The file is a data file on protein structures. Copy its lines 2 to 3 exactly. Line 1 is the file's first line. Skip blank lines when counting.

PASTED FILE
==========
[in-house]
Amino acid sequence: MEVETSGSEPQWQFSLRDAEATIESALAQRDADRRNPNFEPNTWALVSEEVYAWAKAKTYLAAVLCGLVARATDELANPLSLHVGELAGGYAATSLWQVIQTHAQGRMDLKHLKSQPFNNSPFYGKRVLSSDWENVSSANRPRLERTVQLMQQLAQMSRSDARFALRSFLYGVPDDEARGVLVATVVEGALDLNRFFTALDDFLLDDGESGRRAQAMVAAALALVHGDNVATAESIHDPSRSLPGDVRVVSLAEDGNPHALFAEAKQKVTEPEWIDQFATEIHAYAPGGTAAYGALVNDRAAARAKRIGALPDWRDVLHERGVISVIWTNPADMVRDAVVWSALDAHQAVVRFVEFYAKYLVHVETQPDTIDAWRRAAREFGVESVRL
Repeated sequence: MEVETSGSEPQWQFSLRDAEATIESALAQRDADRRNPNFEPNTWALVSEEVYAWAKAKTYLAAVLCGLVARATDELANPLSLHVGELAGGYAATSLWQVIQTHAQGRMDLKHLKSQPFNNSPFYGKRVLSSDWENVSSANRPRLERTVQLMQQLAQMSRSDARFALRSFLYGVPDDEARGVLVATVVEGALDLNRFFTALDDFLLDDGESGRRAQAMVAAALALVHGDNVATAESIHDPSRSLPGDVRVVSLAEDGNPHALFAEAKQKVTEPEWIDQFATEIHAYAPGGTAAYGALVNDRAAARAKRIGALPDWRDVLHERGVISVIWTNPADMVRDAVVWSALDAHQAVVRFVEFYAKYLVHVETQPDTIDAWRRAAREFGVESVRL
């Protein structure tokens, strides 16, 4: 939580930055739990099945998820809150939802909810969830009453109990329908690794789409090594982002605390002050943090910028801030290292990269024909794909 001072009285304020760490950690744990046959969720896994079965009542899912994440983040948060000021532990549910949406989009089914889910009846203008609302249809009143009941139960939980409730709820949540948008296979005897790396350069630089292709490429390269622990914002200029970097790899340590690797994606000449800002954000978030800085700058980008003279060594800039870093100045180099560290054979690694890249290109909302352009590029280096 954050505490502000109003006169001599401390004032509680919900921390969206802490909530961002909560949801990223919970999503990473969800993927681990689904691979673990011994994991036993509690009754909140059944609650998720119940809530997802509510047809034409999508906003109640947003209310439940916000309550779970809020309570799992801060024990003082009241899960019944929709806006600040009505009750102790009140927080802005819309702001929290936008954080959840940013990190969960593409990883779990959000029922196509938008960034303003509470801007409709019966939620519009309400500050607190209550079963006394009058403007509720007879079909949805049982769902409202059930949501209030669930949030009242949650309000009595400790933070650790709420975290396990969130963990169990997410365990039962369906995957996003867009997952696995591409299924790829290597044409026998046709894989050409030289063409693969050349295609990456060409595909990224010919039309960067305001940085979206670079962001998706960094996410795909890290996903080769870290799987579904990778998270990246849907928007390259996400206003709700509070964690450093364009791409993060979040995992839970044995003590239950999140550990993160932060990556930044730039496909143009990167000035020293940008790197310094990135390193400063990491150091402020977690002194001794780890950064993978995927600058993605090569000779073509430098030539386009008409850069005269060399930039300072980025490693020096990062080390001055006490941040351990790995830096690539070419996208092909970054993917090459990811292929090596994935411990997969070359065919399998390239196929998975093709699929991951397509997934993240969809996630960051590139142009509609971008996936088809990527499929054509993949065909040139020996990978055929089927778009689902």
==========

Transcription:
Amino acid sequence: MEVETSGSEPQWQFSLRDAEATIESALAQRDADRRNPNFEPNTWALVSEEVYAWAKAKTYLAAVLCGLVARATDELANPLSLHVGELAGGYAATSLWQVIQTHAQGRMDLKHLKSQPFNNSPFYGKRVLSSDWENVSSANRPRLERTVQLMQQLAQMSRSDARFALRSFLYGVPDDEARGVLVATVVEGALDLNRFFTALDDFLLDDGESGRRAQAMVAAALALVHGDNVATAESIHDPSRSLPGDVRVVSLAEDGNPHALFAEAKQKVTEPEWIDQFATEIHAYAPGGTAAYGALVNDRAAARAKRIGALPDWRDVLHERGVISVIWTNPADMVRDAVVWSALDAHQAVVRFVEFYAKYLVHVETQPDTIDAWRRAAREFGVESVRL
Repeated sequence: MEVETSGSEPQWQFSLRDAEATIESALAQRDADRRNPNFEPNTWALVSEEVYAWAKAKTYLAAVLCGLVARATDELANPLSLHVGELAGGYAATSLWQVIQTHAQGRMDLKHLKSQPFNNSPFYGKRVLSSDWENVSSANRPRLERTVQLMQQLAQMSRSDARFALRSFLYGVPDDEARGVLVATVVEGALDLNRFFTALDDFLLDDGESGRRAQAMVAAALALVHGDNVATAESIHDPSRSLPGDVRVVSLAEDGNPHALFAEAKQKVTEPEWIDQFATEIHAYAPGGTAAYGALVNDRAAARAKRIGALPDWRDVLHERGVISVIWTNPADMVRDAVVWSALDAHQAVVRFVEFYAKYLVHVETQPDTIDAWRRAAREFGVESVRL